Set a weight loss goal
A well-planned goal can help you convert your thoughts into actions. So, before you do anything let’s set a realistic goal that you can aim for.
Begin by deciding what your goal weight is. Then map out how many weeks it’ll take you to get there. As mentioned above, a good starting point is to aim to lose 1-2lbs per week.
To illustrate, suppose I currently weigh 180lbs, but my goal is to weigh 165bs. That means it’s going to take me approximately 15-16 weeks to get where I want to be.
Now go beyond that and set smaller goals for each week that support your overall goal – for example: “This week I will go swimming 4 times for 30 minutes”.
Once you start to quantify where you want to be and map out the path to get there, you’ll be able to stay focused, celebrate small wins along the way and arrive at your goal without feeling like your life has been turned upside down.
Note: Our weight naturally fluctuates from day-to-day. So, when tracking your weight loss, don’t get caught up in daily readings. Instead, log your weight every day at the same time and then at the end of the week, add your daily numbers together and divide it by 7. Tracking your weight week-to-week will give you a much more accurate picture of how you’re progressing.
Figure out how much time you’ve got to commit
We’re all super busy these days which is one of the reasons that so many struggle to maintain a regular exercise schedule.
But to reach your goal, you’re going to need to be consistent in your swimming habits. Review your diary and work out what’s the minimum amount of time you can dedicate to swimming laps.
Once you’ve done that, pencil it in and make it part of your routine. Ideally, choose a time of the day when unexpected events are less likely to emerge such as the early morning. Additionally, packing your bag and leaving it by the door will serve as a reminder to hit the pool while also removing the barrier of having to find all of your gear.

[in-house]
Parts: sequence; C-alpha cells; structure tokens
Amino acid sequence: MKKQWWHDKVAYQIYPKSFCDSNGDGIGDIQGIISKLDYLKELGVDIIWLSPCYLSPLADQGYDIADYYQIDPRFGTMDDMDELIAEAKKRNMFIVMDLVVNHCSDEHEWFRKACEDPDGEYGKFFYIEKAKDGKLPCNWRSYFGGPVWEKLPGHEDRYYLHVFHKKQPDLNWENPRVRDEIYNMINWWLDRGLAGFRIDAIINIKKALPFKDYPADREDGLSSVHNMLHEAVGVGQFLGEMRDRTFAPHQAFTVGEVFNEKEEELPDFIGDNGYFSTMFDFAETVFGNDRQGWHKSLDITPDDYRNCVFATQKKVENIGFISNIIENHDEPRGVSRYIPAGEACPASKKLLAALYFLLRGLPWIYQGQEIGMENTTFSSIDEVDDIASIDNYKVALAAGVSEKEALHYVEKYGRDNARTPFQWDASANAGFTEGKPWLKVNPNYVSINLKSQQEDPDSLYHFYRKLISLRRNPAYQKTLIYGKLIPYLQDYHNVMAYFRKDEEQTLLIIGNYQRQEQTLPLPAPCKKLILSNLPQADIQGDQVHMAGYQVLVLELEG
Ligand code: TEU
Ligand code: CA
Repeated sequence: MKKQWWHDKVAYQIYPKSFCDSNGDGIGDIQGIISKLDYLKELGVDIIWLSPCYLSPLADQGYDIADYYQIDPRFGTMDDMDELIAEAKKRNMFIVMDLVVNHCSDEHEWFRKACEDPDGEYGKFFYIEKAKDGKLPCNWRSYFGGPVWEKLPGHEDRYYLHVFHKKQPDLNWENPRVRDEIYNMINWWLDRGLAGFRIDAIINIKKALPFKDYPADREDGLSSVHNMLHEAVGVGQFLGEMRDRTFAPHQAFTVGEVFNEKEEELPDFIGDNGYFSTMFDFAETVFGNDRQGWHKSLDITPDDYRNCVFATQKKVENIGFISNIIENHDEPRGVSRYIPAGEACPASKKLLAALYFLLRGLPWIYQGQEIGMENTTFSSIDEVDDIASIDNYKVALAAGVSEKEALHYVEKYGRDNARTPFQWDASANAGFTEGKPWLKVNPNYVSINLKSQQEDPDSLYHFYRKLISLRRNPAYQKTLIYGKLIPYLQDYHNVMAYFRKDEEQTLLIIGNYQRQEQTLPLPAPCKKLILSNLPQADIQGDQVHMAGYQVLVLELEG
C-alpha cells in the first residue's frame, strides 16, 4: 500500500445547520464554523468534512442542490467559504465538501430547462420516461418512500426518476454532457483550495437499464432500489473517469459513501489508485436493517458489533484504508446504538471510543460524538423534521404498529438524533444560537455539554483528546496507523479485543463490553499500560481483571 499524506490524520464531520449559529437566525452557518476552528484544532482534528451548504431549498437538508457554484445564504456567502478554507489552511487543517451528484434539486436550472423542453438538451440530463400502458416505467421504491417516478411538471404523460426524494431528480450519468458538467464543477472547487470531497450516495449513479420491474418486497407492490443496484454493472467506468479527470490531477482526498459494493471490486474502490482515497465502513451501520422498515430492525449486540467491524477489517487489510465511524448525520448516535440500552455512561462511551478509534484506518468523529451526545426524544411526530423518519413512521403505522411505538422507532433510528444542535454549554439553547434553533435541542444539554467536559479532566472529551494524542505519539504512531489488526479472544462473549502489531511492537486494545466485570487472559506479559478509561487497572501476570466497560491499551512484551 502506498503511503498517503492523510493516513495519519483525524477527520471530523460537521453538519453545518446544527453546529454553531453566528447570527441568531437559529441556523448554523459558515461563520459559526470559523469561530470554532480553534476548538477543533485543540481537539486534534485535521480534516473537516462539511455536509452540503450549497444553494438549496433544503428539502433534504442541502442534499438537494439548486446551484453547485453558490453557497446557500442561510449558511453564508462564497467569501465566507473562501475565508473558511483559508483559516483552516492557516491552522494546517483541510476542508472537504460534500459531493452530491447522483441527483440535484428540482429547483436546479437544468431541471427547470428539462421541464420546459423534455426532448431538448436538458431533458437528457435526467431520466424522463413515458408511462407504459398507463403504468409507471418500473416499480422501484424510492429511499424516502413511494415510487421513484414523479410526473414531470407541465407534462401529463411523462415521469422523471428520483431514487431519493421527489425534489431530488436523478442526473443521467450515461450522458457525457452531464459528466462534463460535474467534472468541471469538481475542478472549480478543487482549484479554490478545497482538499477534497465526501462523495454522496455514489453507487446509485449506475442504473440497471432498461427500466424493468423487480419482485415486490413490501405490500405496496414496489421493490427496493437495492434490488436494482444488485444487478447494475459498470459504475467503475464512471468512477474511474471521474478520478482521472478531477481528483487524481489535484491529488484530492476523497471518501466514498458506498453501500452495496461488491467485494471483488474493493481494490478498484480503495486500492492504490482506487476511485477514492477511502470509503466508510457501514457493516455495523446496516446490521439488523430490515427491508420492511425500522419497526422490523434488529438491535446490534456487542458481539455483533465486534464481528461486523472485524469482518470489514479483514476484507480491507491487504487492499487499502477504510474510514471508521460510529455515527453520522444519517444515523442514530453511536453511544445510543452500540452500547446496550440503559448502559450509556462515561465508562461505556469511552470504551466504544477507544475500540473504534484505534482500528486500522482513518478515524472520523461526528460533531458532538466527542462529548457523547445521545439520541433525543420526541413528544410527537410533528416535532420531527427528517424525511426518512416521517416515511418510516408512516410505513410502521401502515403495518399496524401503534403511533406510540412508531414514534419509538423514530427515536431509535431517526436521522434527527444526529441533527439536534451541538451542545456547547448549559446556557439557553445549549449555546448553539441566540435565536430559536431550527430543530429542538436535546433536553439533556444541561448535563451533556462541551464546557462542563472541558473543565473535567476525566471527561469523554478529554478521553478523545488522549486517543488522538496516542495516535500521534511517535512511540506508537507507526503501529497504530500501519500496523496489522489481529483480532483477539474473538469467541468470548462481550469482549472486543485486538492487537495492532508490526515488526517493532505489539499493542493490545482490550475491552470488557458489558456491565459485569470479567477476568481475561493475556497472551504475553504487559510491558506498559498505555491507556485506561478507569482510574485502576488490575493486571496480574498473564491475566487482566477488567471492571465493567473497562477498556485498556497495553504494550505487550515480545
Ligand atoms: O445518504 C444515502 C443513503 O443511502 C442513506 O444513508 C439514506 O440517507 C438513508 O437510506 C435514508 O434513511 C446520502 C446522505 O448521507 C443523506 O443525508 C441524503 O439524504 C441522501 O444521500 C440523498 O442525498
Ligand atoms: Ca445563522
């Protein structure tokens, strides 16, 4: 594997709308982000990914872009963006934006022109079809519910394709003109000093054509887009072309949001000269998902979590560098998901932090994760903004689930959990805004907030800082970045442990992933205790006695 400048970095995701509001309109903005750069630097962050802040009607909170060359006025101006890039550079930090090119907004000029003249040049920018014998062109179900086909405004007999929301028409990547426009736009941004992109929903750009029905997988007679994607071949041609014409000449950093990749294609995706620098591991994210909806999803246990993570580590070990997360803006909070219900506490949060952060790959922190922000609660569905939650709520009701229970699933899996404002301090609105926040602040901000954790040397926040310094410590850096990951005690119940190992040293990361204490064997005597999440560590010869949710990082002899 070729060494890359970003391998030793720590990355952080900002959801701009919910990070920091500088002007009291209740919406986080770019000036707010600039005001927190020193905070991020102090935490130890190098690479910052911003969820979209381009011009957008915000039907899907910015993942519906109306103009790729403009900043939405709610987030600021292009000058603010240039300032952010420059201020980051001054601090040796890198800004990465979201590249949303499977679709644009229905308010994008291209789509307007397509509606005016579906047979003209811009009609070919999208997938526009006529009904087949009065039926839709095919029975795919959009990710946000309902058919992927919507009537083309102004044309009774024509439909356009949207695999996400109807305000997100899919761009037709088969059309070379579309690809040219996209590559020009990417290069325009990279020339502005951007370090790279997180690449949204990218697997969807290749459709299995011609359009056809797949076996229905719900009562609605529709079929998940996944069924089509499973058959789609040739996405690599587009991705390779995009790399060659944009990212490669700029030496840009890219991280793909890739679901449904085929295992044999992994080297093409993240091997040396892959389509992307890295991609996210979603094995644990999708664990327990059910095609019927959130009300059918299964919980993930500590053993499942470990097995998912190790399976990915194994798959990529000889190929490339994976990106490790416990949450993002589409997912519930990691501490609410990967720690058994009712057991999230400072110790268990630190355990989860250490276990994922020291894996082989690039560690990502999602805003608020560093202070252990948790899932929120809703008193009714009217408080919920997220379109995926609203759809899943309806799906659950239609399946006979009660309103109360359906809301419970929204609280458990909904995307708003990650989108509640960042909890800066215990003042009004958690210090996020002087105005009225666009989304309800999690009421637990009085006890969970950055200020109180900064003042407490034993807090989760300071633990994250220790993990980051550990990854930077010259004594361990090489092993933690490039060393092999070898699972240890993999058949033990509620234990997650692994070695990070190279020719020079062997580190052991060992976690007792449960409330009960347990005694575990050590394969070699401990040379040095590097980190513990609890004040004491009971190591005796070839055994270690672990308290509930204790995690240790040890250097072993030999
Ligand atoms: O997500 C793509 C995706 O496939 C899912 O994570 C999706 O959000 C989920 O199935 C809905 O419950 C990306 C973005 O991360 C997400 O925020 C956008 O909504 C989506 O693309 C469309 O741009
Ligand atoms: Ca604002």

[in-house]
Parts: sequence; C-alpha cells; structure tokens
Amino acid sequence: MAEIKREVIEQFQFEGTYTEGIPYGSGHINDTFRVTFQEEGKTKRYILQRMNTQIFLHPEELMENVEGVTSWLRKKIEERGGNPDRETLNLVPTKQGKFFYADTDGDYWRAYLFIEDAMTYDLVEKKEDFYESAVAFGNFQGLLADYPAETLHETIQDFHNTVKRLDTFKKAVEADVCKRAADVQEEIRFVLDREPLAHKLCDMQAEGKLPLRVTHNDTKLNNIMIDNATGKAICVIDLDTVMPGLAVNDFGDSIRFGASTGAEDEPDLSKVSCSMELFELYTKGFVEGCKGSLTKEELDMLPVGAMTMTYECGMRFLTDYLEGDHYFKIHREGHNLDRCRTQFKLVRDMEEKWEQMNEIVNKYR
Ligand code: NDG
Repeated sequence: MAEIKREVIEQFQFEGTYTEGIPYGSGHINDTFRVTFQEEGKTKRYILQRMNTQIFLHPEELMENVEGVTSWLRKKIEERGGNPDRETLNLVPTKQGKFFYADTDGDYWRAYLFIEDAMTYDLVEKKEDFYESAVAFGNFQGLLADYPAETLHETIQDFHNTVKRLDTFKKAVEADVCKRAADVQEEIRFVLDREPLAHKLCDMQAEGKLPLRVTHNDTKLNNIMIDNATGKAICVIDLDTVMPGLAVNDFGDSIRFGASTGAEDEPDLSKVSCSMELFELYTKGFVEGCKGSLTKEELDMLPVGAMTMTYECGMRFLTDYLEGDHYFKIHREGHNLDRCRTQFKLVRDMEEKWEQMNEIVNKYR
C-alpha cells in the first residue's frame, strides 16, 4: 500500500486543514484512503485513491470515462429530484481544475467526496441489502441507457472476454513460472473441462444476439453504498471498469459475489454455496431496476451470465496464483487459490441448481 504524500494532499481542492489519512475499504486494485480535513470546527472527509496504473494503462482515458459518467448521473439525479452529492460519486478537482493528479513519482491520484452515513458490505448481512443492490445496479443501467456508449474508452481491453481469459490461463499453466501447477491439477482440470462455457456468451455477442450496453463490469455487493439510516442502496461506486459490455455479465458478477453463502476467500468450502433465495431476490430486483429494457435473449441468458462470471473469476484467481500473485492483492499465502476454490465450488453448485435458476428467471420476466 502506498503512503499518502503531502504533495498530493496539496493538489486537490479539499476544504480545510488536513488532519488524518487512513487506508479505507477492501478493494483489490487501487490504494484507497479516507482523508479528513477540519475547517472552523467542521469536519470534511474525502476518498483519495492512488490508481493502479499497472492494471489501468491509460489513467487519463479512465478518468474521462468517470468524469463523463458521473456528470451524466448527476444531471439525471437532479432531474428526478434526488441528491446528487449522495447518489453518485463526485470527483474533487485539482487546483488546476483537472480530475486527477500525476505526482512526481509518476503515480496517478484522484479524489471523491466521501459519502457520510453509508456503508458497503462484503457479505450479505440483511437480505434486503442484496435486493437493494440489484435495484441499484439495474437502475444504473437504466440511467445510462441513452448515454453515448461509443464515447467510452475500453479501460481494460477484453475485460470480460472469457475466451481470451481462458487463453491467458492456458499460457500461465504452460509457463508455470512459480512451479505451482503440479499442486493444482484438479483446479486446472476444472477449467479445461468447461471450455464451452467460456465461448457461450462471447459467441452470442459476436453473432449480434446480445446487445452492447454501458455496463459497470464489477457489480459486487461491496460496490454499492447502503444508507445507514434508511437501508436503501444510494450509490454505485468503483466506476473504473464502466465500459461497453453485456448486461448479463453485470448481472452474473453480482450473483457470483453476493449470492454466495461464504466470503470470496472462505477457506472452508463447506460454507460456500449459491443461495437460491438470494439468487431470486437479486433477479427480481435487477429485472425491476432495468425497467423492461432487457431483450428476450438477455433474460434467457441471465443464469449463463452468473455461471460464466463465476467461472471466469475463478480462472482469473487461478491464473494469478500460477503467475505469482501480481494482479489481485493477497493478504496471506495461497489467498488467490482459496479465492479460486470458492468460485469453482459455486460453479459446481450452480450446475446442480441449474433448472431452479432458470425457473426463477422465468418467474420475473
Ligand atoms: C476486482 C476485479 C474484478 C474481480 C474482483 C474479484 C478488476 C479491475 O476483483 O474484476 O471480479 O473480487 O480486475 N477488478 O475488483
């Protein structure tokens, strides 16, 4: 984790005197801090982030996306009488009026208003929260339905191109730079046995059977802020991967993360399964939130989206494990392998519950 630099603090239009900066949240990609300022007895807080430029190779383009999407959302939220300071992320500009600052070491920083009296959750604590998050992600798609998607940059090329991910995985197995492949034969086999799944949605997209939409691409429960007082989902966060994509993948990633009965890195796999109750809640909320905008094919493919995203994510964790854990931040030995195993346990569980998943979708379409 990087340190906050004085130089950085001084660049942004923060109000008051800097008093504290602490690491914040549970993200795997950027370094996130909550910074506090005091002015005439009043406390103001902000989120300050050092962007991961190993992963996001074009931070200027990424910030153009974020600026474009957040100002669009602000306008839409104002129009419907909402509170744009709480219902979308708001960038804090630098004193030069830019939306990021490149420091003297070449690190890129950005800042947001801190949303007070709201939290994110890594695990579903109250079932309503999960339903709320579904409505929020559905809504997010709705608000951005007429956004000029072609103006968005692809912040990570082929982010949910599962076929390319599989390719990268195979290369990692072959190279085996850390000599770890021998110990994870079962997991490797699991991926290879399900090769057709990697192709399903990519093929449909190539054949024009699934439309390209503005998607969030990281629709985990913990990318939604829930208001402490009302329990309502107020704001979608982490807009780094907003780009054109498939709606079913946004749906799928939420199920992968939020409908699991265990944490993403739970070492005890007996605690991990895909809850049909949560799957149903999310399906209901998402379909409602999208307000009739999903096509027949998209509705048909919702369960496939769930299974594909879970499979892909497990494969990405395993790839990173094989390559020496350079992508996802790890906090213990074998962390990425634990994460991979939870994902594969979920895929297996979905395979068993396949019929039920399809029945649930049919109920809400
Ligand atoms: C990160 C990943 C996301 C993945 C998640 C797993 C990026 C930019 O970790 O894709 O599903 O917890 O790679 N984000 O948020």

Design your warm-up
Planning your workouts is a good idea because it makes it easy to know what you need to do and also ensures that you’re staying consistent over time.
The first part of any swimming workout is the warm-up. The warm-up will get your blood pumping and your muscles ready for action. It’ll also work on any technical aspects of your stroke that need improvement.
Here are some warm-ups you can steal (rest for 10s between each repetition):
|2 x 25m front crawl||2 x 50m front crawl||4 x 50m front crawl|
|50m own choice kick||100m own choice kick||200m own choice kick|
|2 x 25m own choice drill||4 x 25m own choice drill||6 x 25m own choice drill|
Create your main set
Your main set will be the meat and potatoes of your swimming workout. Here are some ideas to inspire your own sessions: (rest 10-20s between repetitions)
|12 x 25m front crawl (alternate 1 hard/1 easy)||8 x 50m front crawl
8 x 25m back crawl
|8 x 100m individual medley
8 x 25m sprint front crawl
Keeping your main sets consistent for several weeks allows you to see improvements over time as you become a stronger swimmer.
Plan your cool down
By the end of your main set, you should be breathing hard and feeling warm. So, to wrap up your session it’s wise to bring your body gradually back to its resting state with a short cool-down.
Here are some ideas to inspire your own:
|100m own choice stroke nice and easy||2 x 100m easy kick||300m front crawl (25 drill/25 swims)|
While planning your sessions is a great way to keep you progressing, if you do want to just swim for total time or total distance – that can work too.
As a coach, I prefer a structured and measurable approach. But I also understand that some people just want to get in the water and work out. Sure, it’s not 100% optimal, but it is 100% better than staying at home on the couch.
As Michael Allon – a man who lost 100lbs while swimming – the important thing is to get started, once you get the ball rolling, everything falls into place:
The Importance of Your Diet For Weight Loss & Swimming
As we touched on above, what you eat can have a huge impact on your ability to lose weight.
Swimming can help you burn excess calories, but it’s also very easy to add those calories back in by overeating.
While a full nutritional guide is beyond the scope of this article, here’s 3 easy steps to get you started on your journey:
- Head over to TDEEcalculator.net, input your height, weight and age to figure out roughly how many calories you require daily.
- Reduce whatever your TDEE is by 20% – this is your daily intake goal for weight loss.